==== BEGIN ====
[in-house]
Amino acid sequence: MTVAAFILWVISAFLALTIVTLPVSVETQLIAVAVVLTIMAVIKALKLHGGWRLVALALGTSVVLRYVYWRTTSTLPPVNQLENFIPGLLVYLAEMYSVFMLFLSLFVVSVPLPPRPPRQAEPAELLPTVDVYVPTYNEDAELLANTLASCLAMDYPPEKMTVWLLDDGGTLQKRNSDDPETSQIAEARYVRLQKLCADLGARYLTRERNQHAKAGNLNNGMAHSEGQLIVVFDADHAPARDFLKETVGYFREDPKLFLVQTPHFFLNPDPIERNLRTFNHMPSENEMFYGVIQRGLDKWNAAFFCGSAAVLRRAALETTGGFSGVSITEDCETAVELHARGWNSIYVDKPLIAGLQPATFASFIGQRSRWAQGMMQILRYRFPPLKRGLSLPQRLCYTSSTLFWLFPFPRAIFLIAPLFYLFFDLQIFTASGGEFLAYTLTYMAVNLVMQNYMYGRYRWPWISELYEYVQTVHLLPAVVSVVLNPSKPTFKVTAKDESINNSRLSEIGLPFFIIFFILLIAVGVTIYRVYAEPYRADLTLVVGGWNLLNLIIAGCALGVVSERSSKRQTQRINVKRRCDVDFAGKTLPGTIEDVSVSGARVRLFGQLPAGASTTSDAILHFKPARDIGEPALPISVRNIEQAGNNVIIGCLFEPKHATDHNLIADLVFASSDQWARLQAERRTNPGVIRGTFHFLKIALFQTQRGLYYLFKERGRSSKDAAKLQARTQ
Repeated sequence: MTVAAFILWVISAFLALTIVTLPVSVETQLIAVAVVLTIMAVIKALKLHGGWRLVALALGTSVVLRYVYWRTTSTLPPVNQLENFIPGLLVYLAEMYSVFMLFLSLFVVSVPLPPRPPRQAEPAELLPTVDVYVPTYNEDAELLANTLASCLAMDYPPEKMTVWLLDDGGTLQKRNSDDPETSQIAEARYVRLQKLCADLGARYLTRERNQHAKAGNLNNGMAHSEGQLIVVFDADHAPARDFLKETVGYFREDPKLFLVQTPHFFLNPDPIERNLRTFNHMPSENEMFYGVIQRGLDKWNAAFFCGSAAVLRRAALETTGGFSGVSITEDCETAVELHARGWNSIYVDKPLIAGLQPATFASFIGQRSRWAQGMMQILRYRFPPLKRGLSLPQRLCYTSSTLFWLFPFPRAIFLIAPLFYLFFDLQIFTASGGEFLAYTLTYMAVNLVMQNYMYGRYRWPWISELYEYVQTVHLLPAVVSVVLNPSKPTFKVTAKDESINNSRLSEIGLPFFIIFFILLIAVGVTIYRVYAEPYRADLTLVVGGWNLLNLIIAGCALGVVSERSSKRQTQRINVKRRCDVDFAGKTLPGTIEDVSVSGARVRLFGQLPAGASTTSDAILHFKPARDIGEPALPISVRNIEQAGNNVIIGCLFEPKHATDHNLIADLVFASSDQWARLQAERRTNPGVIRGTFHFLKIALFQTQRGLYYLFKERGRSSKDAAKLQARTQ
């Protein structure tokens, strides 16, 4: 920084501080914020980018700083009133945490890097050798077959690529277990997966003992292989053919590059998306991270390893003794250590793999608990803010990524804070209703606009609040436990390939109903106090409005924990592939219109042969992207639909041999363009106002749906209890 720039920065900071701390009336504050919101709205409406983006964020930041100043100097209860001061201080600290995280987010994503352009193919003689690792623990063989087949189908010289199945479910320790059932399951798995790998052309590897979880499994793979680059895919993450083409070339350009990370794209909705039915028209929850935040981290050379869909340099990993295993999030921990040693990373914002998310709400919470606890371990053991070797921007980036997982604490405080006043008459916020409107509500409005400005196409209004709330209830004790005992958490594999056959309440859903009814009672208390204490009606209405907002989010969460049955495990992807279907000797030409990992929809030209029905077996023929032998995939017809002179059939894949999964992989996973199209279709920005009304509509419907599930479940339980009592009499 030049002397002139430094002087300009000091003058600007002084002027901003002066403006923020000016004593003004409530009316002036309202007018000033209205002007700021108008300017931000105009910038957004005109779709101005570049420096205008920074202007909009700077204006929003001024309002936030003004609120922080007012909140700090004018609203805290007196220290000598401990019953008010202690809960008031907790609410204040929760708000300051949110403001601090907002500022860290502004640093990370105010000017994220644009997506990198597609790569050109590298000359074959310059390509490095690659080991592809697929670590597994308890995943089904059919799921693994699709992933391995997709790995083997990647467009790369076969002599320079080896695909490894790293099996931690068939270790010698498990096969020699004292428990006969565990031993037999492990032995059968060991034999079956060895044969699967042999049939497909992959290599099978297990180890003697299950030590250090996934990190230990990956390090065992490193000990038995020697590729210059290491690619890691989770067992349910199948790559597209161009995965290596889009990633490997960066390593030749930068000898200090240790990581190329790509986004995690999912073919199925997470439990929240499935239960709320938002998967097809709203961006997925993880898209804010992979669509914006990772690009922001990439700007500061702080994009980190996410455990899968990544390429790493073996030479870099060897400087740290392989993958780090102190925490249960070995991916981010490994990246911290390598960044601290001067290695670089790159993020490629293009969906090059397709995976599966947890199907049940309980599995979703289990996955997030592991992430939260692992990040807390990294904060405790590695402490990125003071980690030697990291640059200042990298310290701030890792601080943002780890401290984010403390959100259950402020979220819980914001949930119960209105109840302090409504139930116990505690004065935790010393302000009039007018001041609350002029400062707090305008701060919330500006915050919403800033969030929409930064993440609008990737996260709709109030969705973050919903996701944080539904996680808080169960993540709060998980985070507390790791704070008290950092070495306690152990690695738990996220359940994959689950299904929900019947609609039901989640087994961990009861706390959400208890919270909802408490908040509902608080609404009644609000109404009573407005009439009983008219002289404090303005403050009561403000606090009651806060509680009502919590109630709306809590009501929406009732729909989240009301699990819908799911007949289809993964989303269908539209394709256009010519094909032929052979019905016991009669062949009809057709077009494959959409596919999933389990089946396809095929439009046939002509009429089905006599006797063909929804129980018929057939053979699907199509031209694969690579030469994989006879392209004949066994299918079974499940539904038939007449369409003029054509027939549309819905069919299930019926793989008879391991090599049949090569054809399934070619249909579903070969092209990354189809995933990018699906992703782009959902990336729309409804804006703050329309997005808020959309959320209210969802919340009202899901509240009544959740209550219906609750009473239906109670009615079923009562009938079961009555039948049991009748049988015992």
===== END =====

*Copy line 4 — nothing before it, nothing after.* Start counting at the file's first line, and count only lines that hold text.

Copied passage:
């Protein structure tokens, strides 16, 4: 920084501080914020980018700083009133945490890097050798077959690529277990997966003992292989053919590059998306991270390893003794250590793999608990803010990524804070209703606009609040436990390939109903106090409005924990592939219109042969992207639909041999363009106002749906209890 720039920065900071701390009336504050919101709205409406983006964020930041100043100097209860001061201080600290995280987010994503352009193919003689690792623990063989087949189908010289199945479910320790059932399951798995790998052309590897979880499994793979680059895919993450083409070339350009990370794209909705039915028209929850935040981290050379869909340099990993295993999030921990040693990373914002998310709400919470606890371990053991070797921007980036997982604490405080006043008459916020409107509500409005400005196409209004709330209830004790005992958490594999056959309440859903009814009672208390204490009606209405907002989010969460049955495990992807279907000797030409990992929809030209029905077996023929032998995939017809002179059939894949999964992989996973199209279709920005009304509509419907599930479940339980009592009499 030049002397002139430094002087300009000091003058600007002084002027901003002066403006923020000016004593003004409530009316002036309202007018000033209205002007700021108008300017931000105009910038957004005109779709101005570049420096205008920074202007909009700077204006929003001024309002936030003004609120922080007012909140700090004018609203805290007196220290000598401990019953008010202690809960008031907790609410204040929760708000300051949110403001601090907002500022860290502004640093990370105010000017994220644009997506990198597609790569050109590298000359074959310059390509490095690659080991592809697929670590597994308890995943089904059919799921693994699709992933391995997709790995083997990647467009790369076969002599320079080896695909490894790293099996931690068939270790010698498990096969020699004292428990006969565990031993037999492990032995059968060991034999079956060895044969699967042999049939497909992959290599099978297990180890003697299950030590250090996934990190230990990956390090065992490193000990038995020697590729210059290491690619890691989770067992349910199948790559597209161009995965290596889009990633490997960066390593030749930068000898200090240790990581190329790509986004995690999912073919199925997470439990929240499935239960709320938002998967097809709203961006997925993880898209804010992979669509914006990772690009922001990439700007500061702080994009980190996410455990899968990544390429790493073996030479870099060897400087740290392989993958780090102190925490249960070995991916981010490994990246911290390598960044601290001067290695670089790159993020490629293009969906090059397709995976599966947890199907049940309980599995979703289990996955997030592991992430939260692992990040807390990294904060405790590695402490990125003071980690030697990291640059200042990298310290701030890792601080943002780890401290984010403390959100259950402020979220819980914001949930119960209105109840302090409504139930116990505690004065935790010393302000009039007018001041609350002029400062707090305008701060919330500006915050919403800033969030929409930064993440609008990737996260709709109030969705973050919903996701944080539904996680808080169960993540709060998980985070507390790791704070008290950092070495306690152990690695738990996220359940994959689950299904929900019947609609039901989640087994961990009861706390959400208890919270909802408490908040509902608080609404009644609000109404009573407005009439009983008219002289404090303005403050009561403000606090009651806060509680009502919590109630709306809590009501929406009732729909989240009301699990819908799911007949289809993964989303269908539209394709256009010519094909032929052979019905016991009669062949009809057709077009494959959409596919999933389990089946396809095929439009046939002509009429089905006599006797063909929804129980018929057939053979699907199509031209694969690579030469994989006879392209004949066994299918079974499940539904038939007449369409003029054509027939549309819905069919299930019926793989008879391991090599049949090569054809399934070619249909579903070969092209990354189809995933990018699906992703782009959902990336729309409804804006703050329309997005808020959309959320209210969802919340009202899901509240009544959740209550219906609750009473239906109670009615079923009562009938079961009555039948049991009748049988015992």